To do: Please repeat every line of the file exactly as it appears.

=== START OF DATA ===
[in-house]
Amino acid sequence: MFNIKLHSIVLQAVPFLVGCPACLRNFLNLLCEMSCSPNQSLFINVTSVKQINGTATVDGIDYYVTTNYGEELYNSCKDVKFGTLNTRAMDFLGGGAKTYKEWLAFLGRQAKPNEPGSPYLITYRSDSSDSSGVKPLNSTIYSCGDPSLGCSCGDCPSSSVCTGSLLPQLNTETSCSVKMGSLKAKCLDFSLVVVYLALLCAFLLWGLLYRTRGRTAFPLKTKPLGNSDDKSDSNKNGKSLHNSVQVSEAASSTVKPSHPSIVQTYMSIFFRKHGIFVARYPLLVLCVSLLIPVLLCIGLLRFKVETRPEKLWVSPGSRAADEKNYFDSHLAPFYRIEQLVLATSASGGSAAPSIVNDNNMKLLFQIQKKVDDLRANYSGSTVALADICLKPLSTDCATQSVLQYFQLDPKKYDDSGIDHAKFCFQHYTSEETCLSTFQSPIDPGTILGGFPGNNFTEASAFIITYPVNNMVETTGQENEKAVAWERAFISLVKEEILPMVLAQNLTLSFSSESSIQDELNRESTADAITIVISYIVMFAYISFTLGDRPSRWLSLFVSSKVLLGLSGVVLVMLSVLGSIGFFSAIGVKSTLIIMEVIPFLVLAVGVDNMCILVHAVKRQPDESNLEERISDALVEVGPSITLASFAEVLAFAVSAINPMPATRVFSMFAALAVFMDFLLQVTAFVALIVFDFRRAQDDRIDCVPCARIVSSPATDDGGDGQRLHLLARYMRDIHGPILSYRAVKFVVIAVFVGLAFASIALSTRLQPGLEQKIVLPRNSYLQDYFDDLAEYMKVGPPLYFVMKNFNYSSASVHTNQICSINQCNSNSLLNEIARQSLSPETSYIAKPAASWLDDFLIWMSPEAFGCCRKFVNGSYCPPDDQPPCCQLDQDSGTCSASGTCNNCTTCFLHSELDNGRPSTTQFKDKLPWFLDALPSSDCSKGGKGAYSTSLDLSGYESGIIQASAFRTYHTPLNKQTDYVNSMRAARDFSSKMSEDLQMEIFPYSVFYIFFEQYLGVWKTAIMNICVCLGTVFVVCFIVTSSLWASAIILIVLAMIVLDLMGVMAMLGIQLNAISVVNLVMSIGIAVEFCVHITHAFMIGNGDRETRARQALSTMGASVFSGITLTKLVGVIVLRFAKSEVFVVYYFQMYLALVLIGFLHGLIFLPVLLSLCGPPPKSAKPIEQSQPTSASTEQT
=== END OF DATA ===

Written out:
[in-house]
Amino acid sequence: MFNIKLHSIVLQAVPFLVGCPACLRNFLNLLCEMSCSPNQSLFINVTSVKQINGTATVDGIDYYVTTNYGEELYNSCKDVKFGTLNTRAMDFLGGGAKTYKEWLAFLGRQAKPNEPGSPYLITYRSDSSDSSGVKPLNSTIYSCGDPSLGCSCGDCPSSSVCTGSLLPQLNTETSCSVKMGSLKAKCLDFSLVVVYLALLCAFLLWGLLYRTRGRTAFPLKTKPLGNSDDKSDSNKNGKSLHNSVQVSEAASSTVKPSHPSIVQTYMSIFFRKHGIFVARYPLLVLCVSLLIPVLLCIGLLRFKVETRPEKLWVSPGSRAADEKNYFDSHLAPFYRIEQLVLATSASGGSAAPSIVNDNNMKLLFQIQKKVDDLRANYSGSTVALADICLKPLSTDCATQSVLQYFQLDPKKYDDSGIDHAKFCFQHYTSEETCLSTFQSPIDPGTILGGFPGNNFTEASAFIITYPVNNMVETTGQENEKAVAWERAFISLVKEEILPMVLAQNLTLSFSSESSIQDELNRESTADAITIVISYIVMFAYISFTLGDRPSRWLSLFVSSKVLLGLSGVVLVMLSVLGSIGFFSAIGVKSTLIIMEVIPFLVLAVGVDNMCILVHAVKRQPDESNLEERISDALVEVGPSITLASFAEVLAFAVSAINPMPATRVFSMFAALAVFMDFLLQVTAFVALIVFDFRRAQDDRIDCVPCARIVSSPATDDGGDGQRLHLLARYMRDIHGPILSYRAVKFVVIAVFVGLAFASIALSTRLQPGLEQKIVLPRNSYLQDYFDDLAEYMKVGPPLYFVMKNFNYSSASVHTNQICSINQCNSNSLLNEIARQSLSPETSYIAKPAASWLDDFLIWMSPEAFGCCRKFVNGSYCPPDDQPPCCQLDQDSGTCSASGTCNNCTTCFLHSELDNGRPSTTQFKDKLPWFLDALPSSDCSKGGKGAYSTSLDLSGYESGIIQASAFRTYHTPLNKQTDYVNSMRAARDFSSKMSEDLQMEIFPYSVFYIFFEQYLGVWKTAIMNICVCLGTVFVVCFIVTSSLWASAIILIVLAMIVLDLMGVMAMLGIQLNAISVVNLVMSIGIAVEFCVHITHAFMIGNGDRETRARQALSTMGASVFSGITLTKLVGVIVLRFAKSEVFVVYYFQMYLALVLIGFLHGLIFLPVLLSLCGPPPKSAKPIEQSQPTSASTEQT